“Pisces” can bee seen in the Faculty Exhibition at Grossmont College through September11, 2014.

New Work at American Museum of Ceramic Art

Gallery

This gallery contains 5 photos.

Three sculptures from the “Duende” series have been chosen for exhibition at the American Museum of Ceramic Art (AMOCA) next month as part of the Kilnopening.edu series. Kilnopening.edu showcases college ceramics instructors and their students. All four instructors from Palomar … Continue reading

Duende

This body of work is different. I gave myself a different challenge at the outset. I wanted to begin with parameters, and create some formal arrangements based on these parameters. My suspicion was that the emotional content would reveal itself in the process, because I work with human figures and features, this seemed very likely. I set out to make highly distilled, technically challenging, formally successful sculpture.

Duende, Installation detailIt may seem odd but I wanted to make the work meaningful while doing less. In the past I have found myself agonizing over every element I would include in a sculpture, forcing and belaboring the details. This time I wanted to interfere less with the message. I wanted to see if I could still imply human flesh, muscle and skin by touching the clay fewer times.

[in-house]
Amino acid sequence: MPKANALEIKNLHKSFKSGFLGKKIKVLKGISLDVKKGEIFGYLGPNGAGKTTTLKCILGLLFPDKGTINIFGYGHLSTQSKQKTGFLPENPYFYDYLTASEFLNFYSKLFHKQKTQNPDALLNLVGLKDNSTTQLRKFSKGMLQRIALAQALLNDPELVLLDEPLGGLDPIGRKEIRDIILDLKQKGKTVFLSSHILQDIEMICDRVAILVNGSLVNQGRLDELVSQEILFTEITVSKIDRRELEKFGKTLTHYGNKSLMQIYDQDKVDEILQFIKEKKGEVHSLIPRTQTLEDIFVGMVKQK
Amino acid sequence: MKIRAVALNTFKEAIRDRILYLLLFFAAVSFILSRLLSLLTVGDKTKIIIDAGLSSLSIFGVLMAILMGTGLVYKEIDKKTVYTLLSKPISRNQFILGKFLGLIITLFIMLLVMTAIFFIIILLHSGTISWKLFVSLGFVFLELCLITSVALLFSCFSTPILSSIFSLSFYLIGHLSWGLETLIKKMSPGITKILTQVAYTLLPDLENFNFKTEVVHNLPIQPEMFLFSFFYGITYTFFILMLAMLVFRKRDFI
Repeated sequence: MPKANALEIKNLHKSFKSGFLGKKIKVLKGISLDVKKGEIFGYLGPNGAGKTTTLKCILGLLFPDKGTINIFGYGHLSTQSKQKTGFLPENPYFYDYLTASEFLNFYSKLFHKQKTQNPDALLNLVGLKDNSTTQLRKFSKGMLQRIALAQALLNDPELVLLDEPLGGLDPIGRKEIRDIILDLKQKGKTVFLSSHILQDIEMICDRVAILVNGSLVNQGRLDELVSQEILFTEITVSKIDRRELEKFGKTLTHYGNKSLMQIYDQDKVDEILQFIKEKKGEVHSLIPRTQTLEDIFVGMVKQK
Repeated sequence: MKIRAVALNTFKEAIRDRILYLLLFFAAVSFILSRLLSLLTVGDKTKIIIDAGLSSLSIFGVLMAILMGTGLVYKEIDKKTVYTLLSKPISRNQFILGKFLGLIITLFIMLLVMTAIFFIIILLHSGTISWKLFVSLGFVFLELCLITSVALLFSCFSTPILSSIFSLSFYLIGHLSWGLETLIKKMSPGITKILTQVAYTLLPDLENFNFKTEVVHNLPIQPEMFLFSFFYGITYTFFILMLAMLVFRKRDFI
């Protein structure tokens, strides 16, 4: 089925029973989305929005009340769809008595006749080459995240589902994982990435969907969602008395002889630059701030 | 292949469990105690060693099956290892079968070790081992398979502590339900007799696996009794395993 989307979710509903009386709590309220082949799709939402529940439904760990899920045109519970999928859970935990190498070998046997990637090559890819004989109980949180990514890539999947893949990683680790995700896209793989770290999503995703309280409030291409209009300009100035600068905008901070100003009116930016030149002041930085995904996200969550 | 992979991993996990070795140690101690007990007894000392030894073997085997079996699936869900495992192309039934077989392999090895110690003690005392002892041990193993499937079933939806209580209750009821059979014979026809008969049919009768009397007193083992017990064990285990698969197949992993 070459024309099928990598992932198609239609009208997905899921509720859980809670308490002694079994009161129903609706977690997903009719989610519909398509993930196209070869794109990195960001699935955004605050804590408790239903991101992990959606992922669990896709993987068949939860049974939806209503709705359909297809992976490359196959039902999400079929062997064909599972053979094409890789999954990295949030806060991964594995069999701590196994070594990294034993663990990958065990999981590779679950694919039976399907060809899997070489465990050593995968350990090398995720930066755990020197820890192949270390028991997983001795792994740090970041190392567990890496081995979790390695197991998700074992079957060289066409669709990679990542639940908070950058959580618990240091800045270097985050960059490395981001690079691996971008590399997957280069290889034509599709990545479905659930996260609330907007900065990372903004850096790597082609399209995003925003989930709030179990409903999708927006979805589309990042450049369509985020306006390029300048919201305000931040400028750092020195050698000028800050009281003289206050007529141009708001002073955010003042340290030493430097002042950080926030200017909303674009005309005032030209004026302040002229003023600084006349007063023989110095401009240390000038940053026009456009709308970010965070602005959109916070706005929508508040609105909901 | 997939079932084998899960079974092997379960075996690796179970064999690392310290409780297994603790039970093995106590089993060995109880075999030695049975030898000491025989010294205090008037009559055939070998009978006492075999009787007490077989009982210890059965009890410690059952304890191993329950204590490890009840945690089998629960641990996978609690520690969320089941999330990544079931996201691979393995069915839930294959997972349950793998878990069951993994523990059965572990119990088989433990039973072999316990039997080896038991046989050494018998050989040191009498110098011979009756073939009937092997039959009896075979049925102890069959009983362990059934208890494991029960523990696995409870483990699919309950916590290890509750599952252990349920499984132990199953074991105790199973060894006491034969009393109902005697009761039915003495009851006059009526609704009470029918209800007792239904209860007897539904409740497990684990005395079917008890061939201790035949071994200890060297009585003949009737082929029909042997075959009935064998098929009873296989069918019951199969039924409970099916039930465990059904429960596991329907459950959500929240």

My parameters were physical as well a theoretical: anatomically correct heads and hands, but also line, shape, rhythm, negative space, balance. The repletion of brackets and ropes, the variation in line quality between the nets and the rope, the difference in visual and actual weight between heads and net are all issues that interest me. How can a sculpture occupy space by implying a body?

Then of course the content emerges. It is a fun challenge for me to try to make emotions and ideas visible. How do you take something that is intangible, like a feeling, and make it a physical object that you can hold in your hand? In making Duende I found myself thinking about irrational emotions and longing, the things you feel whether you want to or not. This piece is about the beautiful agony of a desire that defies intellect and logic. Is it brutal and painful? Yes, but metaphorically so. Some of the heads are suffering more acutely than others, some are merely observing themselves in this situation. It is a metaphor for a kind of love. This figure is hooked, she is on the hook for her feelings both by her own doing and in spite of her logic and intellect denying those same feelings. This piece is an attempt to exorcise these feelings as well as to utilize them constructively.